On 20 November 1805 William Clark wrote in his journal, “…one of the Indians had on a roab made of 2 Sea Otter Skins the fur of them were more butiful than any fur I had ever seen. Both Capt. Lewis and my Self endeavored to purchase the roab with different articles. At length we procured it for a belt of blue beads which [Sacagawea] wore around her waste.” The scene depicted above is from a painting by Newman Myrah entitled “Bartering Blue Beads for Otter Robe”.

Fort Clatsop National Memorial Collection FOCL 000104 Cat. No. 698

On 20 November 1805 William Clark wrote in his journal, “…one of the Indians had on a roab made of 2 Sea Otter Skins the fur of them were more butiful than any fur I had ever seen. Both Capt. Lewis and my Self endeavored to purchase the roab with different articles. At length we procured it for a belt of blue beads which [Sacagawea] wore around her waste.” The scene depicted above is from a painting by Newman Myrah entitled “Bartering Blue Beads for Otter Robe”.

Native History: Lewis and Clark Depart Fort Clatsop, Head Home

Weather conditions forced Lewis and Clark to depart earlier than expected

This Date in Native History: The Lewis and Clark expedition had reached the Pacific on November 15, 1805 and were to remain in their winter quarters through a long, wet winter until they began their eastward journey back to St. Louis on March 23, 1806.

They planned to begin that journey April 1, but weather conditions made the winter unpleasant despite the friendliness of the local Clatsop Tribe. All were eager to leave and departure was moved up to March 20, then delayed until March 23 due to bad weather.

Even as they approached the coast in November, Captain Clark noted the weather conditions in his diary. “The rainey weather continued without a longer intermition than 2 hours at a time, from the 5th in the morng. until the 16th is eleven days rain, and the most disagreeable time I have experienced … where I can neither git out to hunt, return to a better situation, or proceed on.” [sic]

Day after day their diaries would begin, “a cool, wet, raney [sic] morning,” or “rained all the after part of last night, the rain continues this morning,” or “a cloudy foggy morning. Some rain.”

It was impossible to stay dry. Moccasins and clothing rotted and were infected with insects. Colds were a continual problem. It was a peaceful time and food was reasonably available, but it was also a miserable time.

Patrick Gass, a member of the expedition, also kept a journal and he commented, “From the 4th of November, 1805 to the 25th of March, 1806, there were not more than 12 days in which it did not rain, and of these but six were clear.”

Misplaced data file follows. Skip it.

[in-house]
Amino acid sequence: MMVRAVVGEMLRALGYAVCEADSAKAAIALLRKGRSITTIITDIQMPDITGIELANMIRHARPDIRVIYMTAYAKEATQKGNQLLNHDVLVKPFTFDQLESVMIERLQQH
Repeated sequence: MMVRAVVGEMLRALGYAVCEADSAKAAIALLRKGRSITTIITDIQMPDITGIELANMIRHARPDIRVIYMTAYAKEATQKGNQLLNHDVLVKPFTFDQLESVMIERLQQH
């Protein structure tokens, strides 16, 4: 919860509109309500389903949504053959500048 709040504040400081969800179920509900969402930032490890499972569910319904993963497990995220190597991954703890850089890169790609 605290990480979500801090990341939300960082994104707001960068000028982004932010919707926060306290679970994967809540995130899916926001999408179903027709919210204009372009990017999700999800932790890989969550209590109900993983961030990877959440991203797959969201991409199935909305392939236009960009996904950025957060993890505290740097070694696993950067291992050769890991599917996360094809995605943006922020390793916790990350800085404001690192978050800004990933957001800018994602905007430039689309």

The Lewis and Clark expedition initially established camp on the north side of the Columbia River in what is now Washington, but soon disliked the location and voted whether to stay put or move across the river to what is now Oregon. This was a notable vote. Everybody was allowed to vote, including York, Captain Clark’s African American “manservant”, and Sacajawea, the Indian woman. It was the first election west of the Mississippi and it would be 60 years before the end of slavery and more than a century before women or Indians were allowed to vote.

The vote was in favor of moving across the Columbia where they constructed Fort Clatsop, in recognition of the Clatsop Tribe. They moved into Fort Clatsop on Christmas Day. The area was 50 square feet and contained five buildings, three on one side and two others facing them. This was home for 32 men, a woman, a baby, and a dog, the Newfoundland that accompanied them during the entire expedition.

This is a replica of the outside of Fort Clatsop. It is built on what is believed to be the original site of the fort. (Courtesy of National Park Service)

Courtesy of National Park Service

This is a replica of the outside of Fort Clatsop. It is built on what is believed to be the original site of the fort.

Gass kept count on elk and deer killed—the final total was 131 elk and 20 deer. That was supplemented with some roots and berries, an occasional dog they would buy from the Natives, and whale blubber they also got from the Clatsop or one of the other Chinook speaking tribes nearby.

By March it was getting more difficult to find game and the hunters had to go farther from the fort, sometimes several miles, to find elk or deer. Captain Clark wrote: “[We] have lived as well as we had any right to expect, and we can say we were never one day without 3 meals of some kind a day either pore elk or roots.”

March 23 also was “raney [sic] and uncertain”, Clark wrote, but by noon the rain ceased. “At which time we loaded our canoes and at 1 P.M. left Fort Clatsop on our homeward bound journey.”

Lewis and Clark managed 19 miles that first day before camping for the night. The next month was spent progressing east along the Columbia River, occasionally meeting with Native people they had met earlier. By early May they had again reached the Nez Perce and recovered the horses they had left the previous fall. Winter snows were still deep in the mountains to the east so they remained with the tribe until early June before they continued east.

On September 23, 1806, after being away for two and a half years, the Lewis and Clark Expedition completed their mission by returning to St. Louis, Missouri.

This story was originally published March 23, 2014.

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Native History: Lewis and Clark Depart Fort Clatsop, Head Home

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